Have you ever felt this way in anticipation of a job interview?
My stomach is in knots, I have another interview today, and I have no idea what they are going to ask me. Wait, let me rephrase that: according to my online searches on expected interview questions for this position, I should be prepared, but during my last two job interviews they did not stay on script, and I got so nervous I could not reply to their questions. In fact, I have also received feedback that my interview responses are sometimes too long or off-topic. If I could just show them that I can do the job, I know they would hire me. Is there a way to "score" at their interview process?
How to Nudge an Interviewer to Choose YOU
Turn the tables; yes, you read that right! Take control of the interview process from the start. How? By careful preparation and planning through the development of a career and ability portfolio. A portfolio is a showcase of work samples—a visual way of showing what you are capable of. A career portfolio does not replace a résumé but augments it. As outlined in Mploy, A Job Readiness Workbook (2018) the portfolio will help you:
Ask for Help & Guidance
For autistic young adults, it can be very helpful to take the time and role play with a mentor, family member, or close friend and receive some guidance on gathering information that showcases who you are, and what you are capable of doing. If you feel you need a lot of practice, videotape yourself and critique yourself before talking with your support system. We suggest you create one master portfolio, with the ability to tailor or customize it differently for each job interview that you attend. Employers are interested in seeing your skills, abilities, experiences, and personal qualities that relate specifically to work they need to be completed, so customization is the key to grabbing their attention. Remember, you might be their fifth interview of the day, you need to show them that you are capable, qualified, and determined to do the work and that’s why they should choose you.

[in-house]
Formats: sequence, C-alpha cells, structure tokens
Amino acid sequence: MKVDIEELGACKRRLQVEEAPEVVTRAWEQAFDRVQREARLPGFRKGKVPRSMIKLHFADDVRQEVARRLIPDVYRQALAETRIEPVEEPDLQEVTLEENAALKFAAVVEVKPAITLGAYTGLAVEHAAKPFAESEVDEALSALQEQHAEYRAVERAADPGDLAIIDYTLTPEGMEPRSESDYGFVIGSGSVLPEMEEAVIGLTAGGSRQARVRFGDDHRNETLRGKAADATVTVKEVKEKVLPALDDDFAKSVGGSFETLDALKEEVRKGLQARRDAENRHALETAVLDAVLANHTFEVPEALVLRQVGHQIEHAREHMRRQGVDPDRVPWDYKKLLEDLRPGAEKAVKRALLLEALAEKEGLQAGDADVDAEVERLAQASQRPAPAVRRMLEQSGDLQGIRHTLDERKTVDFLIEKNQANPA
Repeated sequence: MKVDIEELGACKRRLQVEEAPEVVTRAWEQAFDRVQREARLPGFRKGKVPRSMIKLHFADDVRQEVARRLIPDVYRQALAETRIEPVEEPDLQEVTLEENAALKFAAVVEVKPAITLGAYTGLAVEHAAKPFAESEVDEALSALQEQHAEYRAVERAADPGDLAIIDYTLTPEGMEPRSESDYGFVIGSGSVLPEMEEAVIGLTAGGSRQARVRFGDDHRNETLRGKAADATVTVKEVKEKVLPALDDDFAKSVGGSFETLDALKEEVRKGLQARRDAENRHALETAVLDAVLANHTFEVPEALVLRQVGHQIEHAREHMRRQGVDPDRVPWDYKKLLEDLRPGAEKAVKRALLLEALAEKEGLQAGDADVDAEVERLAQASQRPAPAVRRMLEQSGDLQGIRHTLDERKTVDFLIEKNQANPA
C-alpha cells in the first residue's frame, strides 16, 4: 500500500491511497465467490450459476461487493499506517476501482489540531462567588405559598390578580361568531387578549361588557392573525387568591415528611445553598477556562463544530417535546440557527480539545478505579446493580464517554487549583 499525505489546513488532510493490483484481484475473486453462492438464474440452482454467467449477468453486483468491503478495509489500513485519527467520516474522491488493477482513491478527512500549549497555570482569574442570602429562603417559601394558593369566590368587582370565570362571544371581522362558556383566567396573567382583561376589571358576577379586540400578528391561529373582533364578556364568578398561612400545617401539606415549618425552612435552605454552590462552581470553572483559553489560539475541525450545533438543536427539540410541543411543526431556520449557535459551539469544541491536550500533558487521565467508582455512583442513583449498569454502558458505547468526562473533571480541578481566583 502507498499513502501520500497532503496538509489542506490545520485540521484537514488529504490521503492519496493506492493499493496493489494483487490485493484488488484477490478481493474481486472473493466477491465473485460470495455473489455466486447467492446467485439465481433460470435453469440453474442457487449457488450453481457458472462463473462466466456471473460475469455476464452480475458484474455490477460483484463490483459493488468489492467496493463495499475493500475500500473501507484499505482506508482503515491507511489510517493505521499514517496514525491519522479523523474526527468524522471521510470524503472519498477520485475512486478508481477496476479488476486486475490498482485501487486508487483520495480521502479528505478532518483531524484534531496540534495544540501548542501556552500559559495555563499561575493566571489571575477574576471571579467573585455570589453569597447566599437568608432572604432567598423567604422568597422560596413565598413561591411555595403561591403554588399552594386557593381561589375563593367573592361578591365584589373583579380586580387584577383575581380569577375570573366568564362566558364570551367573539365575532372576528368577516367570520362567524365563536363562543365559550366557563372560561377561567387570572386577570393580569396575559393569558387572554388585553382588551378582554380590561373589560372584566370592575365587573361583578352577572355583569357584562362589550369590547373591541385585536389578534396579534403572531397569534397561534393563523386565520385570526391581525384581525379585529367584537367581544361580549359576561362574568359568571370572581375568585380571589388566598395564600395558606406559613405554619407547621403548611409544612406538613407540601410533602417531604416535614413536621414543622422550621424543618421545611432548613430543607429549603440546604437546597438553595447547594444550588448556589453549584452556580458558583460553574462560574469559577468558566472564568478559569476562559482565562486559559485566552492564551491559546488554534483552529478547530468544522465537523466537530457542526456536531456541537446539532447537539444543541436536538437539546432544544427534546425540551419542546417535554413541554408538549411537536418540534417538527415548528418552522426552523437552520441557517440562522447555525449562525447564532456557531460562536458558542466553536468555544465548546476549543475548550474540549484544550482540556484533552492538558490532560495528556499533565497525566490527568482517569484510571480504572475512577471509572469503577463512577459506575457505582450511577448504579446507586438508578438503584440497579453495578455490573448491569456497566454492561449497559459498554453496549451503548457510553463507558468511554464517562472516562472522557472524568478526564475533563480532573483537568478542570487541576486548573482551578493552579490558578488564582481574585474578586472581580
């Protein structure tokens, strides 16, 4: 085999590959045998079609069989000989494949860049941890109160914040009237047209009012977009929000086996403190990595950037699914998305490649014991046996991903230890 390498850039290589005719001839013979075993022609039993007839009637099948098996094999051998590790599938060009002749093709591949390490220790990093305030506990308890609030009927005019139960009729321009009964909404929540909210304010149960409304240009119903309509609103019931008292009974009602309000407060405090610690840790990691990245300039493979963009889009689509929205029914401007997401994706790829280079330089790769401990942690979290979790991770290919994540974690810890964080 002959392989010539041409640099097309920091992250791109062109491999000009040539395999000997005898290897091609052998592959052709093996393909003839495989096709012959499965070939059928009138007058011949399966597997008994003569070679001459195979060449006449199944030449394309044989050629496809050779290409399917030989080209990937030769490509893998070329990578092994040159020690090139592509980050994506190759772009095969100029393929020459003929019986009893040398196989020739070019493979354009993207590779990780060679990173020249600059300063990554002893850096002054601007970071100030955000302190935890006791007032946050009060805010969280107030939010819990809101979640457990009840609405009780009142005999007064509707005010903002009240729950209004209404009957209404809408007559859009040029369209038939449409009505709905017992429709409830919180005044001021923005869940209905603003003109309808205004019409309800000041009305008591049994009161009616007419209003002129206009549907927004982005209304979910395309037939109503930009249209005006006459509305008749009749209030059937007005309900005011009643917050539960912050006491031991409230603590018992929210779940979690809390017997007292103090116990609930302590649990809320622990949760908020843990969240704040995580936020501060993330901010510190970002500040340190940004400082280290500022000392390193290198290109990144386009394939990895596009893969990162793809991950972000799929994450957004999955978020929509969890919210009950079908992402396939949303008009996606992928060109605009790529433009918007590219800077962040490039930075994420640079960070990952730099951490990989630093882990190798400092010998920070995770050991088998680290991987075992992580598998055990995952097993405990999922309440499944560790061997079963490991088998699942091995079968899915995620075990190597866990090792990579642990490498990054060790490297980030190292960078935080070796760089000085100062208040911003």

What should you put into your portfolio?
A great example of portfolio artifacts was presented by Temple Grandin, a prominent author and speaker on both autism and animal behavior. She studied cattle processing plants and came up with her own design that was more efficient, kosher, and saved the lives of many cattle—but she had a hard time getting anyone to listen to her because of her odd social qualities. In the movie Temple Grandin, there is a scene where she is trying to explain her idea to several cattle processing plant supervisors. She cannot get their attention at all, so she pulls out her design portfolio, and once she has their attention on the drawings, she is able to sell them on the efficiency of her designs (a picture is worth a thousand words!) Without this portfolio, she never would have gotten the job, and now cattle processing plants around the world are built using her designs.
An interview is a small window of time, giving you the opportunity to sell yourself to an employer. Make it easy for the interviewer to choose you, by showing up to the interview prepared, eager to work, and able to show them through your portfolio or strong verbal responses that you have the confidence and ability to do the job. And don’t forget to check your voicemail and email, daily, for their response. If you are their chosen candidate, you don’t want to lose the chance by not returning their response in a timely manner.
Side Note - interviewing today may look different than two years ago. Due to the pandemic, many companies are conducting interviews via digital platforms. Should you be invited to interview through an app, make sure you download the app ahead of time and practice connecting, using the sound, and showing uploads (your digital portfolio). Then check your surroundings, you should be in a well-lit room, with no distractions (or noises). Lastly, send digital links (using free programs: Zoom or Google Hangouts) and PRACTICE with family and friends.
Dr. Michele Ramsay is the Program Director at CIP Brevard in Florida. She has more than 20 years of experience working with students with varying abilities. She holds her doctorate in Educational Leadership and Teaching, and when she is not running the program in Florida, Dr. Ramsay can be found presenting at conferences throughout the United States.